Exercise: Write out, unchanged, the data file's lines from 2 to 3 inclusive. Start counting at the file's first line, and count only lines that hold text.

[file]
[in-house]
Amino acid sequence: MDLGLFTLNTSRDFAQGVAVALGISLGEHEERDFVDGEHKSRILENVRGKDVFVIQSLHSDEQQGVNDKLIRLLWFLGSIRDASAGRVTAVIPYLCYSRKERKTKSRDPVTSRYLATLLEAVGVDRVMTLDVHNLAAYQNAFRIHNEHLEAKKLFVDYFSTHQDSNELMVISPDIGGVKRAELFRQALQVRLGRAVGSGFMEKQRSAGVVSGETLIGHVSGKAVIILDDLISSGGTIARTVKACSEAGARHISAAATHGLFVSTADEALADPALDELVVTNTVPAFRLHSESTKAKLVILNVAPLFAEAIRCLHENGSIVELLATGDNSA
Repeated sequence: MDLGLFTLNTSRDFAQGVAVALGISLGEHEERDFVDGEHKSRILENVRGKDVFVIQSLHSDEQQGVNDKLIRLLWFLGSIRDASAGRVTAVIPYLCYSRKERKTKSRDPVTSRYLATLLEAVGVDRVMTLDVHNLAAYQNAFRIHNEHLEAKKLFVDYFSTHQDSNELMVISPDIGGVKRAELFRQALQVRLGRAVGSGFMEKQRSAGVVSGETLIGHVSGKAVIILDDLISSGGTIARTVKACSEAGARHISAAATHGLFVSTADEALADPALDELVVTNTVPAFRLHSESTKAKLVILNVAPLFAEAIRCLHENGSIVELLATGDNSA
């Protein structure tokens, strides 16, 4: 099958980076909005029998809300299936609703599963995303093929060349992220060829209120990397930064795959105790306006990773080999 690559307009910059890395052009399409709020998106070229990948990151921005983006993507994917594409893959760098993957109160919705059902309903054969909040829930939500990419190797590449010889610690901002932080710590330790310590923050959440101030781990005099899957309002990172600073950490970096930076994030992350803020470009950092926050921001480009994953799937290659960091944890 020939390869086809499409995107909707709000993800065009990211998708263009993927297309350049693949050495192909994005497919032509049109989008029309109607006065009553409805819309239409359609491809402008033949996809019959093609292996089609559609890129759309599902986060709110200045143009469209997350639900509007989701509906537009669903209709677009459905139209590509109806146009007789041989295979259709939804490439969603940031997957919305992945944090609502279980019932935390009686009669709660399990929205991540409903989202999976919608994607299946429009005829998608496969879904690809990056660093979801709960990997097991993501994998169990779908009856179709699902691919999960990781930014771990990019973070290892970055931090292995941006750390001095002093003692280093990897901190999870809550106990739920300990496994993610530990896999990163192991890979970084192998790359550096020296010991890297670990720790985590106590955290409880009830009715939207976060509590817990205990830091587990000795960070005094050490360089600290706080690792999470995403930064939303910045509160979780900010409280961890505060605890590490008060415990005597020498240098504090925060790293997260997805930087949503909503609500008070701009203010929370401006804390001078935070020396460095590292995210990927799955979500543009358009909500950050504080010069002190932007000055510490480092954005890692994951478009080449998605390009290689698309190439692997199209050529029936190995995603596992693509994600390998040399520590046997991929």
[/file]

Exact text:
Amino acid sequence: MDLGLFTLNTSRDFAQGVAVALGISLGEHEERDFVDGEHKSRILENVRGKDVFVIQSLHSDEQQGVNDKLIRLLWFLGSIRDASAGRVTAVIPYLCYSRKERKTKSRDPVTSRYLATLLEAVGVDRVMTLDVHNLAAYQNAFRIHNEHLEAKKLFVDYFSTHQDSNELMVISPDIGGVKRAELFRQALQVRLGRAVGSGFMEKQRSAGVVSGETLIGHVSGKAVIILDDLISSGGTIARTVKACSEAGARHISAAATHGLFVSTADEALADPALDELVVTNTVPAFRLHSESTKAKLVILNVAPLFAEAIRCLHENGSIVELLATGDNSA
Repeated sequence: MDLGLFTLNTSRDFAQGVAVALGISLGEHEERDFVDGEHKSRILENVRGKDVFVIQSLHSDEQQGVNDKLIRLLWFLGSIRDASAGRVTAVIPYLCYSRKERKTKSRDPVTSRYLATLLEAVGVDRVMTLDVHNLAAYQNAFRIHNEHLEAKKLFVDYFSTHQDSNELMVISPDIGGVKRAELFRQALQVRLGRAVGSGFMEKQRSAGVVSGETLIGHVSGKAVIILDDLISSGGTIARTVKACSEAGARHISAAATHGLFVSTADEALADPALDELVVTNTVPAFRLHSESTKAKLVILNVAPLFAEAIRCLHENGSIVELLATGDNSA